BioNTech and China partner, not Pfizer, to produce HK shots

Top News | 14 Dec 2020

German biotech company BioNTech will be supplying Covid-19 vaccines to Hong Kong from Europe in collaboration with mainland firm Fosun Pharma, instead of US-Swiss giant Pfizer.

Britain became the first Western country to start vaccinating people with an approved vaccine last Tuesday after it granted emergency use authorization for the Pfizer-BioNTech vaccine, made with the new technology mRNA.

When Chief Executive Carrie Lam Cheng Yuet-ngor on Friday announced procuring a maximum of 7.5 million doses of vaccine developed by BioNTech in collaboration with mainland biopharmaceutical company Fosun Pharma, she first mentioned Pfizer as a co-supplier.

But in a statement that night, the government said Pfizer is BioNTech's partner for vaccines in regions outside China and that the shots to be supplied to Hong Kong will only be in collaboration with Fosun Pharma.

Pfizer's absence sparked speculation that the BioNTech shots will be manufactured on the mainland, unlike those supplied to the United States, which are made in Pfizer plants in Michigan and Wisconsin.

On Saturday night, the government clarified that the shots to be supplied to Hong Kong will be manufactured in Europe and that the first batch of one million doses is expected to be delivered in the first quarter at the earliest.

While Fosun Pharma is responsible for clinical trials, regulatory applications, sales and marketing of the jabs in China, the injections will be provided by BioNTech.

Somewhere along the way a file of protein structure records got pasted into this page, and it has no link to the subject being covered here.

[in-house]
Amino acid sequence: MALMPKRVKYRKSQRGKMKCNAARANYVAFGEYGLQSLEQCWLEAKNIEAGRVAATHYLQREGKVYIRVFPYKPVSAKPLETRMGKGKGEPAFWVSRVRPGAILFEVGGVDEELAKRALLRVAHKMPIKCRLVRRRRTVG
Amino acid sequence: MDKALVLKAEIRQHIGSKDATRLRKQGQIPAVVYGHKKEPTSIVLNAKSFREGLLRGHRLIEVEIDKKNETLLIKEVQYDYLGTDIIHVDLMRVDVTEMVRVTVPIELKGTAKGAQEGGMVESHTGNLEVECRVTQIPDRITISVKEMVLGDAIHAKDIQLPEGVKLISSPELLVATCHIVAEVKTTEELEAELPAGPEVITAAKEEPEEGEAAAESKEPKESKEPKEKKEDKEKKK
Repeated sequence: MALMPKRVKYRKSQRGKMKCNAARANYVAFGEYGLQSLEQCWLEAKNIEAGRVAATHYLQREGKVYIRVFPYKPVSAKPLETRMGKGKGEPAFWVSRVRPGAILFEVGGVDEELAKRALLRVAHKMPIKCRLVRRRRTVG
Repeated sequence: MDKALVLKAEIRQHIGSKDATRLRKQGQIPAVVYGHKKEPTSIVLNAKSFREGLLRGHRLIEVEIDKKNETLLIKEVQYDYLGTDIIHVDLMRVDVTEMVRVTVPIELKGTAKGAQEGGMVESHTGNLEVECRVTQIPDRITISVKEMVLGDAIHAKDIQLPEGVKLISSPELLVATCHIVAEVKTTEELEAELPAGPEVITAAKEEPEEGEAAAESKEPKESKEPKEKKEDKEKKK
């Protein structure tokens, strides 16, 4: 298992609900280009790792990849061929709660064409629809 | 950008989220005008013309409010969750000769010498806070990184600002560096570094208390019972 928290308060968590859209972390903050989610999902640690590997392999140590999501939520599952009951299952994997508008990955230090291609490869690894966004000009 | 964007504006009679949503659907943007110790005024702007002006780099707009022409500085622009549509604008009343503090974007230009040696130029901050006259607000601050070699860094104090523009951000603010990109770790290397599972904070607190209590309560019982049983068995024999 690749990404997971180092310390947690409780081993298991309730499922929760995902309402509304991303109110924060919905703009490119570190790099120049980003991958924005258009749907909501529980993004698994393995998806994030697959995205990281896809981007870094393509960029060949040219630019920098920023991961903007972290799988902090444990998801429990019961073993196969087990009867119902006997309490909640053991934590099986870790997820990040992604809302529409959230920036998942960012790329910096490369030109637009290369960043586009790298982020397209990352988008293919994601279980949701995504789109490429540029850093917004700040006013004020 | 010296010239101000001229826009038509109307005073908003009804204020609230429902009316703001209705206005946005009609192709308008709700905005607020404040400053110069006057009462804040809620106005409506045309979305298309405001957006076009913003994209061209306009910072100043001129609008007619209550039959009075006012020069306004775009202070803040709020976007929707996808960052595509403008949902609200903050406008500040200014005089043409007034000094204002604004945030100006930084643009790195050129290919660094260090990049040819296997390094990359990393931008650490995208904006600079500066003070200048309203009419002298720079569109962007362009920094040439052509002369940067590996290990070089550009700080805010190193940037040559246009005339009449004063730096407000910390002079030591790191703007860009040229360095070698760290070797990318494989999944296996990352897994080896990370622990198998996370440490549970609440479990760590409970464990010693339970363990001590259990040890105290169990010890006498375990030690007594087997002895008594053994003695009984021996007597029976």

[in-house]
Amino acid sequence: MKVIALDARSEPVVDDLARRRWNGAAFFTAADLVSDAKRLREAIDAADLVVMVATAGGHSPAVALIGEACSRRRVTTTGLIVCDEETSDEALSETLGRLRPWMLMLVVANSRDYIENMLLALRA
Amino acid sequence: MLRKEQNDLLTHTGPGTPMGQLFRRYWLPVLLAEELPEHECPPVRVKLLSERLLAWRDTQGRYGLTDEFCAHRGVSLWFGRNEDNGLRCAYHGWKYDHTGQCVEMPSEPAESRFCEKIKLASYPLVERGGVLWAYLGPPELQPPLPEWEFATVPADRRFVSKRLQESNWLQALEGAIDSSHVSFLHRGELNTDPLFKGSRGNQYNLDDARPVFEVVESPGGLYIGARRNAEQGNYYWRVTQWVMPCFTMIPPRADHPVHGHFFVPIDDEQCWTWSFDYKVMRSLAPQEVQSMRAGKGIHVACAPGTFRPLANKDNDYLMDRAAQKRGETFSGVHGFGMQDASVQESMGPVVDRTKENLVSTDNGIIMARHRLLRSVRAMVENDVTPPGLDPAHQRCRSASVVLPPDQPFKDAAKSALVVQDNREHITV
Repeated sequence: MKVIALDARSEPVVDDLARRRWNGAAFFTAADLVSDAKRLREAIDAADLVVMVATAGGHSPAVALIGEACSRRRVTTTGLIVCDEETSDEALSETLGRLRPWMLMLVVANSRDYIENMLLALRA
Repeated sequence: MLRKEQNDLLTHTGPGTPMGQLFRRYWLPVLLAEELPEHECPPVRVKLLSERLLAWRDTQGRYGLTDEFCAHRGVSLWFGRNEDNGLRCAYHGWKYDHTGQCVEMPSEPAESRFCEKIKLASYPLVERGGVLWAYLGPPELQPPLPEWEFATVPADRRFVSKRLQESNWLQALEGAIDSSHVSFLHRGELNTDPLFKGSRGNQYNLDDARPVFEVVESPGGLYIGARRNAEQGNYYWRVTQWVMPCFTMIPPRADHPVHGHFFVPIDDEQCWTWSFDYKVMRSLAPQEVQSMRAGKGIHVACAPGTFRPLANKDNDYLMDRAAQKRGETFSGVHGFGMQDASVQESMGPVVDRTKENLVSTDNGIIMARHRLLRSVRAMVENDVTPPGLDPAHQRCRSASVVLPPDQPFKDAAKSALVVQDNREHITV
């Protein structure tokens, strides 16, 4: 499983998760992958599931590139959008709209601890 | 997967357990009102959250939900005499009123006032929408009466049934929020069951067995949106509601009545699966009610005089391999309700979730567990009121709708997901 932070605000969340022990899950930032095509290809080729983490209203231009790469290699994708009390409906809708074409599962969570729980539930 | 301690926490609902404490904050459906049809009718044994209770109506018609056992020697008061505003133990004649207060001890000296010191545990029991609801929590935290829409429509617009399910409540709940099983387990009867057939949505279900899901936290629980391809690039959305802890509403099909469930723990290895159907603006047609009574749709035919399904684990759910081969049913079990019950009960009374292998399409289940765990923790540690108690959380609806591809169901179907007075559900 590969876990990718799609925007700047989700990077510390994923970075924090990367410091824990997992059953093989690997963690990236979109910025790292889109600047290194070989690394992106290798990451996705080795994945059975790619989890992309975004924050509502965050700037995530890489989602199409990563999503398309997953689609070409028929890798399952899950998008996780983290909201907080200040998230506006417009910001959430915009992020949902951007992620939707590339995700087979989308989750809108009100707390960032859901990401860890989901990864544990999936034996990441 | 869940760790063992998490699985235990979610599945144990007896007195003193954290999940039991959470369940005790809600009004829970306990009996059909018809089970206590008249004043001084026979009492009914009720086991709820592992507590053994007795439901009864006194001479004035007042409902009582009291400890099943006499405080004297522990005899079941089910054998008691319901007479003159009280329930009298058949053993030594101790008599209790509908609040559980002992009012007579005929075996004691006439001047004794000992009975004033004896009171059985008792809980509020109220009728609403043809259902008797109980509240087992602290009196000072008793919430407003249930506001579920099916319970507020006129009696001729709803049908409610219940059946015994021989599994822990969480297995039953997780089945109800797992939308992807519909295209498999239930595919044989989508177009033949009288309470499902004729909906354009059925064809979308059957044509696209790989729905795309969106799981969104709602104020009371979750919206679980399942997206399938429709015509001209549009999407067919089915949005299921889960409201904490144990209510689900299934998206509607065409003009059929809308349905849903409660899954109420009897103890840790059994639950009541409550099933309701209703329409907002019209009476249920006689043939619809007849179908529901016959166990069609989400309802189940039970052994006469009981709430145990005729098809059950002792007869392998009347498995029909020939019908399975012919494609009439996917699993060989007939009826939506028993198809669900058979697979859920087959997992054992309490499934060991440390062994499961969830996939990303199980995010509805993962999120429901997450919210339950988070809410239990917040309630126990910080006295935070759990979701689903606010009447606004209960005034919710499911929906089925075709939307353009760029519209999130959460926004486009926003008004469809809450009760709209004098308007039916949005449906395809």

BioNTech has told The Standard that its partnership with Pfizer is worldwide, except in China.

The German company partnered with the US-Swiss giant Pfizer in research and development of the mRNA-based vaccine, which was funded by the German government.

The production of mRNA vaccines requires specialized know-how, in which BioNTech has developed significant expertise in the field over the past 12 years.

As for the BioNTech-Fosun collaboration, it focuses on the development, manufacture and distribution of BioNTech's mRNA-based vaccine in Greater China, which includes mainland, Hong Kong, Macau and Taiwan.

Producing the vaccines in Europe leads to another question on logistics, as the 95 percent effective BioNTech vaccines must be transported and stored in ultra-cold cargoes of minus-70 degrees Celsius, to which authorities said Fosun has entered discussion with logistics and cold-storage companies, as well as the Airport Authority on necessary arrangements.

Chief Secretary for Administration Matthew Cheung Kin-chung said on his blog the government has started an emergency legislation to accelerate local registration of vaccines for administration schemes to roll out as early as possible.

To get enough vaccines to cover the whole population, the government has secured another 7.5 million shots from Sinovac (Hong Kong) Ltd. They will be produced in Beijing and the first batch of one million will arrive next month at the earliest.

The third vaccine for Hongkongers will be jointly developed by AstraZeneca and the University of Oxford.

Jane Cheung, Mary Ann Benitez and Maisy Mok

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